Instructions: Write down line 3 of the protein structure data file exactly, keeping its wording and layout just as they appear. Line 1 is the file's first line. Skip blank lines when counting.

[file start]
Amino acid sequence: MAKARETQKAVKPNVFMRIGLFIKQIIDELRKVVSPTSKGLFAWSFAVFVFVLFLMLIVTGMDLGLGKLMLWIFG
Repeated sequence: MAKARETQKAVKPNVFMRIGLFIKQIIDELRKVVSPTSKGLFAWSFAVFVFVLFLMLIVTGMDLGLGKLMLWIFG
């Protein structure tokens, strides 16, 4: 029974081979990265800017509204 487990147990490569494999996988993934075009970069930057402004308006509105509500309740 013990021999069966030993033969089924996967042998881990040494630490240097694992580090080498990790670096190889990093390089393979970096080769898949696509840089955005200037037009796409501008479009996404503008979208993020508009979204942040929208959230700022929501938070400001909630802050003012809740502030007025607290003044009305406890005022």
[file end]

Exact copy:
């Protein structure tokens, strides 16, 4: 029974081979990265800017509204 487990147990490569494999996988993934075009970069930057402004308006509105509500309740 013990021999069966030993033969089924996967042998881990040494630490240097694992580090080498990790670096190889990093390089393979970096080769898949696509840089955005200037037009796409501008479009996404503008979208993020508009979204942040929208959230700022929501938070400001909630802050003012809740502030007025607290003044009305406890005022």